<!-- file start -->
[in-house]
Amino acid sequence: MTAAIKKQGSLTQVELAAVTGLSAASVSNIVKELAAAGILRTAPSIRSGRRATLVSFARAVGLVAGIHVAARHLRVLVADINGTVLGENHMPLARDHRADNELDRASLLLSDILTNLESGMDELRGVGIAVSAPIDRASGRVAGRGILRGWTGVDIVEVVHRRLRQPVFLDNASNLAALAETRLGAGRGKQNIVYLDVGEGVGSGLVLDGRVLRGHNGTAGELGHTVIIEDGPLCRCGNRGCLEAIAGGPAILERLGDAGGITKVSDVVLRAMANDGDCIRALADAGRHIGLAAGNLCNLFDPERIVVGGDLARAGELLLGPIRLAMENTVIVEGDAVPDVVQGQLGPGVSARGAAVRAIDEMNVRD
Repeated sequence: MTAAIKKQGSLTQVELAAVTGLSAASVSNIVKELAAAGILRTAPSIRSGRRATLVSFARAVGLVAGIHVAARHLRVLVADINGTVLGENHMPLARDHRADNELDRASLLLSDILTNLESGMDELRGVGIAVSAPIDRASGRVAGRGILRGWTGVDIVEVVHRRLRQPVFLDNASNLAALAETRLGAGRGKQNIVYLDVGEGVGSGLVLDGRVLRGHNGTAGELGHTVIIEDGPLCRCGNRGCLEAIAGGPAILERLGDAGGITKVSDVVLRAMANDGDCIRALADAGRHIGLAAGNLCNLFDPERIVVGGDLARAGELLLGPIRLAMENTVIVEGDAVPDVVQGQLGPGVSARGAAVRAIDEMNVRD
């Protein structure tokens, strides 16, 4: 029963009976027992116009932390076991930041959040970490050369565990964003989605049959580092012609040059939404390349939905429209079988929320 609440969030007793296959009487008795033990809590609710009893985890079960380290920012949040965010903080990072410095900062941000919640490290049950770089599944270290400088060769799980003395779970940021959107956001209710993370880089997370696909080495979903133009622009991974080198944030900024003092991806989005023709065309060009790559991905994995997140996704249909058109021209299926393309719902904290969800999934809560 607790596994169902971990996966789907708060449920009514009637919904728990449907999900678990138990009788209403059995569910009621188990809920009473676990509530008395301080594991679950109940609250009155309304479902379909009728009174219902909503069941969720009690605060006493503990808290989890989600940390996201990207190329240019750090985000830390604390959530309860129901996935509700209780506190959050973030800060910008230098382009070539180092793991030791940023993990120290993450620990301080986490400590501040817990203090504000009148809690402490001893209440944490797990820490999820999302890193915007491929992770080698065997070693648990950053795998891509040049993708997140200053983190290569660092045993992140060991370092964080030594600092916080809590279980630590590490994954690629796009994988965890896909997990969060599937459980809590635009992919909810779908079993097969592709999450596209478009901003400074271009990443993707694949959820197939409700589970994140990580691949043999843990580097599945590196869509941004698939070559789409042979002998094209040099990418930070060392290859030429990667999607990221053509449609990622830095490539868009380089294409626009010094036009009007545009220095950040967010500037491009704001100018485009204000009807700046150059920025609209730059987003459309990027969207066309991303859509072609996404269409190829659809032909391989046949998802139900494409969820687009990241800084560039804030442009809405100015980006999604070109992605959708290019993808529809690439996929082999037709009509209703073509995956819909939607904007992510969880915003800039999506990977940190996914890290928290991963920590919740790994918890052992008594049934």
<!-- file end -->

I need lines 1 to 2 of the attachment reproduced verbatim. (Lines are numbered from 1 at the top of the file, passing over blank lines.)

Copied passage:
[in-house]
Amino acid sequence: MTAAIKKQGSLTQVELAAVTGLSAASVSNIVKELAAAGILRTAPSIRSGRRATLVSFARAVGLVAGIHVAARHLRVLVADINGTVLGENHMPLARDHRADNELDRASLLLSDILTNLESGMDELRGVGIAVSAPIDRASGRVAGRGILRGWTGVDIVEVVHRRLRQPVFLDNASNLAALAETRLGAGRGKQNIVYLDVGEGVGSGLVLDGRVLRGHNGTAGELGHTVIIEDGPLCRCGNRGCLEAIAGGPAILERLGDAGGITKVSDVVLRAMANDGDCIRALADAGRHIGLAAGNLCNLFDPERIVVGGDLARAGELLLGPIRLAMENTVIVEGDAVPDVVQGQLGPGVSARGAAVRAIDEMNVRD